Higher Education: Budget Hole Sets The GRAD Trap
Jindal's objection to revenue increases does not extend to college students and their families. In something of a surprise, in his executive budget for this year, Jindal did not propose to cut funding for higher education. He might have learned something from last year's intervention at the Mansion by four of his predecessors, but the more likely case is that he did not want to risk further embarrassment had he gone ahead with the cuts.

Instead, Jindal offered higher education a deal, telling the colleges that if they raised their graduation rates and he would let them raise tuition up to 10 percent per year without having to seek the approval of the Legislature. Two bills in the Legislature seek to turn the deal into law — HB 1171 and SB 570.

The deal won widespread praise as a sign of Jindal's new-found appreciation for the value of higher education. The goodwill evaporated as soon as the new budget hole surfaced and colleges and universities were ordered to prepare cuts in order to do their part to fill the hole.

Coming this late in the fiscal year, eight figure budget cuts would have a devastating impact on campuses across the state. Some schools would cancel summer classes and order months-long furloughs (that is, no paychecks) for faculty, support staff and administrators.

Jindal has proposed borrowing from his 2010-11 budget house of cards to help fill the new hole, the depth of which we will learn tomorrow.

At best, Jindal's proposed solution to this year's budget problems would be to push back the cuts into the next fiscal year.

The real impact, though, would be to render the GRAD useless. The impetus for the deal was that Louisiana college students take longer to graduate than do students in other states. The GRAD bills would require the schools to work to get students to pick up the pace. One way they might do that is by attending summer classes. That will not be an option of schools have to cancel those classes because of budget cuts.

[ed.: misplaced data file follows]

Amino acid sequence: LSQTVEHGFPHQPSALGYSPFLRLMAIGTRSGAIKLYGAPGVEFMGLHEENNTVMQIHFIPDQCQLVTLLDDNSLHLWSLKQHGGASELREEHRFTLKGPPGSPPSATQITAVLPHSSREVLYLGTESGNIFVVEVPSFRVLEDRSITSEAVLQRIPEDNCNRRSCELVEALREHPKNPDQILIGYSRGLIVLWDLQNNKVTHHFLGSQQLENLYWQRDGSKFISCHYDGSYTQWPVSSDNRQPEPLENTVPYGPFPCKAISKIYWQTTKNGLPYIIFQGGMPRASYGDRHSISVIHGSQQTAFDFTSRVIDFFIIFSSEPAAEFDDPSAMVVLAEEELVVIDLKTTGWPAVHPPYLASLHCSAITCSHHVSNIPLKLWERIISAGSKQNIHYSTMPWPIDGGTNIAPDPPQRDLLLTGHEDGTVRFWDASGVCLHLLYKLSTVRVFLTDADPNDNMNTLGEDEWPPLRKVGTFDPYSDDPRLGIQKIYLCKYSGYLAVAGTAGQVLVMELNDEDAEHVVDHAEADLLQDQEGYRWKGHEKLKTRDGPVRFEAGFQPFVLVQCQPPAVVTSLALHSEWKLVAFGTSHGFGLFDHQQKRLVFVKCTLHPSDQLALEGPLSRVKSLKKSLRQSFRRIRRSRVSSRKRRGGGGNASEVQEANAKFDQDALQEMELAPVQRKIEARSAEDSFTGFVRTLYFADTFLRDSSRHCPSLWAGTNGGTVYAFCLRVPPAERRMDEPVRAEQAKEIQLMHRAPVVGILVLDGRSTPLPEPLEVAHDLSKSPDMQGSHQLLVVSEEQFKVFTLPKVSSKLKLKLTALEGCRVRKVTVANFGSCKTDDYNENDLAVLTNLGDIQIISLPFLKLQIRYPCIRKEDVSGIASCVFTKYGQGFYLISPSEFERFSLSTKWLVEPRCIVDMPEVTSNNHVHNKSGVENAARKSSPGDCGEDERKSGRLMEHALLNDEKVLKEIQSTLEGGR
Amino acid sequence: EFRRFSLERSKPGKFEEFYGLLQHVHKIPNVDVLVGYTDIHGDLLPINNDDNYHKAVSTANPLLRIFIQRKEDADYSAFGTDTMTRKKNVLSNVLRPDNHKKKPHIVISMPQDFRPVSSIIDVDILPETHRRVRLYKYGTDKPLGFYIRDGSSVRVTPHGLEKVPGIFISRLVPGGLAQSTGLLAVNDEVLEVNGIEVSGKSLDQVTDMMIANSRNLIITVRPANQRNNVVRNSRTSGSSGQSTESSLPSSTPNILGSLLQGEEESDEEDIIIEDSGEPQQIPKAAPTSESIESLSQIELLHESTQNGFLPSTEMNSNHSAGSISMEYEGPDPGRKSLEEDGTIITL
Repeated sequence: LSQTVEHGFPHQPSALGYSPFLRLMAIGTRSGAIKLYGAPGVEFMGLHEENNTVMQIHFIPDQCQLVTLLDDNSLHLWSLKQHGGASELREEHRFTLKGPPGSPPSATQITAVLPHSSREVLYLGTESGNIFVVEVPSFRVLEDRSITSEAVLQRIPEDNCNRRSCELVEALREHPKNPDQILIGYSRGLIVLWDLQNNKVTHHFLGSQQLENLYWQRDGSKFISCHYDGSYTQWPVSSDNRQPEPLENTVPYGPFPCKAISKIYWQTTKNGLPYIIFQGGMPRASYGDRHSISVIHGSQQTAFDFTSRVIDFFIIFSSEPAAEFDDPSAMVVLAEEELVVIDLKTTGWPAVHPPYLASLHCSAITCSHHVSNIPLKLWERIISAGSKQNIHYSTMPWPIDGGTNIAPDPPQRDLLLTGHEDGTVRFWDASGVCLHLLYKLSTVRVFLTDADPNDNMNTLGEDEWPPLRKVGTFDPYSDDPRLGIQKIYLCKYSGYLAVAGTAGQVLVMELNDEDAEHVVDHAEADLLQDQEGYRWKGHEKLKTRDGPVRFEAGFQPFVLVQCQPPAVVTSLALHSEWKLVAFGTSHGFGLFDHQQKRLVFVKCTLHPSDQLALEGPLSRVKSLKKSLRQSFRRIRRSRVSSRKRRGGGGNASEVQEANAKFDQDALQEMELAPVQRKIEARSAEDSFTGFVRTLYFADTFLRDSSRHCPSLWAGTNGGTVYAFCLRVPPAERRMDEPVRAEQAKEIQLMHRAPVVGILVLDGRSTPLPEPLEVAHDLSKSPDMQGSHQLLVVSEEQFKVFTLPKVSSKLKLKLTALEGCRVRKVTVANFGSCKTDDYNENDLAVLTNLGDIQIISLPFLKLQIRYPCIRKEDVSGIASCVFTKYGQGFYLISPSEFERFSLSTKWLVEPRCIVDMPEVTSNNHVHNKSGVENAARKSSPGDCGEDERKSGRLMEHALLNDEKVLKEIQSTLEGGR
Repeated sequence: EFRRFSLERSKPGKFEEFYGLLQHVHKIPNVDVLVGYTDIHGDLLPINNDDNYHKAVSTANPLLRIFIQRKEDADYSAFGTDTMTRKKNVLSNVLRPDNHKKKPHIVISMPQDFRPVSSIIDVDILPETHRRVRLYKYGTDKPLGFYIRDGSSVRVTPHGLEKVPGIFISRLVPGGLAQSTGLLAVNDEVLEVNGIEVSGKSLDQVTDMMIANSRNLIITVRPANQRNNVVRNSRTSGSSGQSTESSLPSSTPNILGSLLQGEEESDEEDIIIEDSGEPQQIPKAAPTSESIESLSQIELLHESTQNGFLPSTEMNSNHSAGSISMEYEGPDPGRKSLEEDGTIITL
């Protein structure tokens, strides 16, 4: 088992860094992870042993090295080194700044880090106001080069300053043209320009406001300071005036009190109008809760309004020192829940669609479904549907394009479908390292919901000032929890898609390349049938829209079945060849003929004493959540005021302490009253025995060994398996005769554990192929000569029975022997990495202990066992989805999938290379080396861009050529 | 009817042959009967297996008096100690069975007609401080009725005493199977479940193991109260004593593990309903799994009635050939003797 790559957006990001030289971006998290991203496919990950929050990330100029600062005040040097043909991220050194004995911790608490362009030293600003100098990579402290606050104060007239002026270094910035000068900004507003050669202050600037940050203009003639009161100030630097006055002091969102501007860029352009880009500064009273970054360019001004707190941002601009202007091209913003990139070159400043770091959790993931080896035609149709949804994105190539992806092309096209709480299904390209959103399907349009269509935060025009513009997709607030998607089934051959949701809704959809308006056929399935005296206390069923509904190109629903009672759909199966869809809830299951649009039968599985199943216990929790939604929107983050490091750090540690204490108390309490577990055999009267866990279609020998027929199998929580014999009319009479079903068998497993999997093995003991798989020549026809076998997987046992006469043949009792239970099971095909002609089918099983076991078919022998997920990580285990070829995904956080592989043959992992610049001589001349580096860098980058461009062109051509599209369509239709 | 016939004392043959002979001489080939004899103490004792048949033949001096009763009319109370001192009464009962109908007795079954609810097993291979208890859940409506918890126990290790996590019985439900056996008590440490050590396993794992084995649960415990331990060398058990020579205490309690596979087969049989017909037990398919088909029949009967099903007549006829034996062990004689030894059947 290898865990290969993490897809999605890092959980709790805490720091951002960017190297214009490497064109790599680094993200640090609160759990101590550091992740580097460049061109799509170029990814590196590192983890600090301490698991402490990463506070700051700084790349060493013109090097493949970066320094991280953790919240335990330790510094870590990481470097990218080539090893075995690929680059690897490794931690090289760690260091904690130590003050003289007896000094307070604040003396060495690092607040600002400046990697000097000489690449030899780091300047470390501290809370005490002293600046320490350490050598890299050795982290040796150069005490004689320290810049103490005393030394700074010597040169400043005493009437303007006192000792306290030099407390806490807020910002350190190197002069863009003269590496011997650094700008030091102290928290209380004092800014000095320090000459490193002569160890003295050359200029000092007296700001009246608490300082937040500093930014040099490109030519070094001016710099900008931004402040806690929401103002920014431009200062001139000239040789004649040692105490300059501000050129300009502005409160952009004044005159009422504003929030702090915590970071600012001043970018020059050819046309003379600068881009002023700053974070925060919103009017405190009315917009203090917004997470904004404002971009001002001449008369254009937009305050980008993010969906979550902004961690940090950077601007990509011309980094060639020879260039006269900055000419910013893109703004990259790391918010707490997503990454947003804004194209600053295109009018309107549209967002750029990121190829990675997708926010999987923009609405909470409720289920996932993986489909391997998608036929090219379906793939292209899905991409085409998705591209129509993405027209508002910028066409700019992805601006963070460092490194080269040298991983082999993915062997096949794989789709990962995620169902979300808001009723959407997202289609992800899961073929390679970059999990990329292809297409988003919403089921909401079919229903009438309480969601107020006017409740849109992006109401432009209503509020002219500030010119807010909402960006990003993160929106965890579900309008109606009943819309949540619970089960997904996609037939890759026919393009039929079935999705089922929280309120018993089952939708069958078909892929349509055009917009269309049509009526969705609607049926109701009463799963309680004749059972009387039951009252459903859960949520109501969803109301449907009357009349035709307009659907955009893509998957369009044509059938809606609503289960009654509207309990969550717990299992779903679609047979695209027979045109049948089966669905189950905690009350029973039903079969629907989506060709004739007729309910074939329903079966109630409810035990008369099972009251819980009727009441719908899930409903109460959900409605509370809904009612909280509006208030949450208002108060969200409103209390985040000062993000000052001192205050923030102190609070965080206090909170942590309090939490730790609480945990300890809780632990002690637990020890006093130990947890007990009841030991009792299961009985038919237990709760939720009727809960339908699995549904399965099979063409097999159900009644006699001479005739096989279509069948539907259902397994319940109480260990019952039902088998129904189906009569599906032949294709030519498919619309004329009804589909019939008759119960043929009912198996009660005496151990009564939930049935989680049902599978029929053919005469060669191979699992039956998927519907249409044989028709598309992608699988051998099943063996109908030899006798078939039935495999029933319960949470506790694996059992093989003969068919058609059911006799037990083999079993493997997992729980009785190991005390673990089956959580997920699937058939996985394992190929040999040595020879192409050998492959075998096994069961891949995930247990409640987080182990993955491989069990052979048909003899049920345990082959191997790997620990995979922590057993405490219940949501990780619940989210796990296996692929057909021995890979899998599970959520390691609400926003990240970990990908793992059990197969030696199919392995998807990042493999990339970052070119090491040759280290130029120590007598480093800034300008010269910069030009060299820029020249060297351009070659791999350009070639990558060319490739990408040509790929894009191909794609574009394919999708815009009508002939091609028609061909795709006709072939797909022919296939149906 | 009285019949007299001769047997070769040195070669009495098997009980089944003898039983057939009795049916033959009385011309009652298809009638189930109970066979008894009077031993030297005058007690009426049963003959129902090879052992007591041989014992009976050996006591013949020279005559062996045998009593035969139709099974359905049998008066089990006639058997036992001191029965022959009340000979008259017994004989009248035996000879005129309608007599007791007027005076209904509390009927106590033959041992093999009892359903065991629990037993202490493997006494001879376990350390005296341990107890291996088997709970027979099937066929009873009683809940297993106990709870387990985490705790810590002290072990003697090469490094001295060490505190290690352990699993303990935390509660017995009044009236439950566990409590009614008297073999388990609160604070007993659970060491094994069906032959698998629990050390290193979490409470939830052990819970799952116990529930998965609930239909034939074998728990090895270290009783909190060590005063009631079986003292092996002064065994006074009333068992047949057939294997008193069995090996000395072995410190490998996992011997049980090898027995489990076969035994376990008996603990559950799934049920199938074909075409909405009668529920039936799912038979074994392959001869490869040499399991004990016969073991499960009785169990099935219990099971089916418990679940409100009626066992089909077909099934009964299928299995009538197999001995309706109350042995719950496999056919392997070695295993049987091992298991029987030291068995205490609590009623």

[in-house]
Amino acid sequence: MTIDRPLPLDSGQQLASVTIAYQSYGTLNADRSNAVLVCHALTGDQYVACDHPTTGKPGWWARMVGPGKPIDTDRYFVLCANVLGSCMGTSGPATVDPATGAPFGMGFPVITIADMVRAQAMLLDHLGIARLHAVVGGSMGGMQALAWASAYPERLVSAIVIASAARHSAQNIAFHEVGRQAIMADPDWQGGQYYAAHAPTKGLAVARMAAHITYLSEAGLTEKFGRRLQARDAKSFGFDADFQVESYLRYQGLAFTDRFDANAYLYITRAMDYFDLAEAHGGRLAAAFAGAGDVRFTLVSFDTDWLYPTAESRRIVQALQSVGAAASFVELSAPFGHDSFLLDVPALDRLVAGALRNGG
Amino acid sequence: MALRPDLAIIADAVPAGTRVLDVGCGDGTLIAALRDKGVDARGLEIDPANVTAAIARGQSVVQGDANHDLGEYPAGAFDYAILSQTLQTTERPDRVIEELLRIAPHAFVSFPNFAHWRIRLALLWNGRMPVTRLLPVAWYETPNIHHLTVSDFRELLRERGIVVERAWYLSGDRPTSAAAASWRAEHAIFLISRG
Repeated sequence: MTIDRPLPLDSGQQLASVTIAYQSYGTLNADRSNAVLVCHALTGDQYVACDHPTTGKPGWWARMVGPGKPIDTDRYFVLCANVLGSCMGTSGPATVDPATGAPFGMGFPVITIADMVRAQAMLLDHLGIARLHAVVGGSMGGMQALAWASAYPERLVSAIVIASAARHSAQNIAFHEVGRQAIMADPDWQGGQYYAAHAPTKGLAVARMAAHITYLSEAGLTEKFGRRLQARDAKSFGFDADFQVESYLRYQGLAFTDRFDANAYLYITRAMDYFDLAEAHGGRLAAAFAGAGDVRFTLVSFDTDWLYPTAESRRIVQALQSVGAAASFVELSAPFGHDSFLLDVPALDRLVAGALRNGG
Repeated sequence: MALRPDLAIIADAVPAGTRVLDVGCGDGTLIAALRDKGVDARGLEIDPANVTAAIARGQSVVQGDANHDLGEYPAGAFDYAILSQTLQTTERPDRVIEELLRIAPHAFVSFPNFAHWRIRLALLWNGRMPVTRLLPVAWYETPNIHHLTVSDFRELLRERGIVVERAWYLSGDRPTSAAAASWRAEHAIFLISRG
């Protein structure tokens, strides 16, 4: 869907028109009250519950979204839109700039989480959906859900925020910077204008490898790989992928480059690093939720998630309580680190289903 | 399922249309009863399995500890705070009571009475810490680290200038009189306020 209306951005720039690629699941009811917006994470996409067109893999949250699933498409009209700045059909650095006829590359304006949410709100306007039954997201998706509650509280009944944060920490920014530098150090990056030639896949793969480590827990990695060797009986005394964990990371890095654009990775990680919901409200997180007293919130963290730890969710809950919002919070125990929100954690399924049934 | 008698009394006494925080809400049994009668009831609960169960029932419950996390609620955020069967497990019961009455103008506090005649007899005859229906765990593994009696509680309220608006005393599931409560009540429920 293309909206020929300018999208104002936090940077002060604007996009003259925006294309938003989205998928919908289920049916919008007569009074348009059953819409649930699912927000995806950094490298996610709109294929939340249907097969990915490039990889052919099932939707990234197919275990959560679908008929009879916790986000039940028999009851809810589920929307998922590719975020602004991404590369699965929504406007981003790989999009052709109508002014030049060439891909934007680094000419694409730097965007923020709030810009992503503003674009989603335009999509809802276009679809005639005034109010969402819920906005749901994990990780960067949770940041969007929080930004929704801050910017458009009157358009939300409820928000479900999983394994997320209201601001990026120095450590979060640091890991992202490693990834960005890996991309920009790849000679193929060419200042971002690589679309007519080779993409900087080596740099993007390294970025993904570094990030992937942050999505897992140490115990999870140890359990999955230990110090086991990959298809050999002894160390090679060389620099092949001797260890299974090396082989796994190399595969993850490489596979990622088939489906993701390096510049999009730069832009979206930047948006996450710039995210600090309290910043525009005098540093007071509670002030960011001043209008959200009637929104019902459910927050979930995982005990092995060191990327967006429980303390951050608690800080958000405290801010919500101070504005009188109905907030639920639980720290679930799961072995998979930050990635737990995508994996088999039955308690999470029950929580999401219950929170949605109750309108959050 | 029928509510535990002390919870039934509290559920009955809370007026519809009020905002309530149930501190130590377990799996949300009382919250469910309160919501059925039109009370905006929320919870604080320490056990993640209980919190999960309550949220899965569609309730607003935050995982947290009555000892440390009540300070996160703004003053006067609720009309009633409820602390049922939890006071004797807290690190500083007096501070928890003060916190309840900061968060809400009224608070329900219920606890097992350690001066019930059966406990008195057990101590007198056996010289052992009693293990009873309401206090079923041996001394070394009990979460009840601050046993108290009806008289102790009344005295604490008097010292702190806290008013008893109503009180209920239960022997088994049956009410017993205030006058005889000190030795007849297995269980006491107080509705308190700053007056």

So, if some version of the GRAD bills becomes law, the state's colleges and universities could have the prospect of the ability to raise their tuition dangled before them, but (because of continuing budget cuts) not have the means to achieve the benchmarks they need in order to actually gain that freedom.

This will all be made worse next year when, in all likelihood, the current round of Recovery Act support for higher education will dry up — unless Jindal's Republican Congressional friends have yet another conversion experience on federal spending.

So, flash forward to 2011. Higher education will continue to be at the mercy of the Legislature for tuition increases, be facing another round of steep budget cuts because Jindal (seeking re-election based on his "Louisiana Way") won't consider taxes or revenue enhancements not called "tuition increases", and a loss of millions of dollars of federal stimulus money.

Driving off that cliff might not inflict the same human toll as driving off the healthcare cliff, but crippling higher education with deeper cuts than have already been inflicted will damage the economic prospects of our young people and our state for decades to come.

All of this because Bobby Jindal wants to be the Republican nominee for president some day. Really, this is not about Louisiana; it's all about him.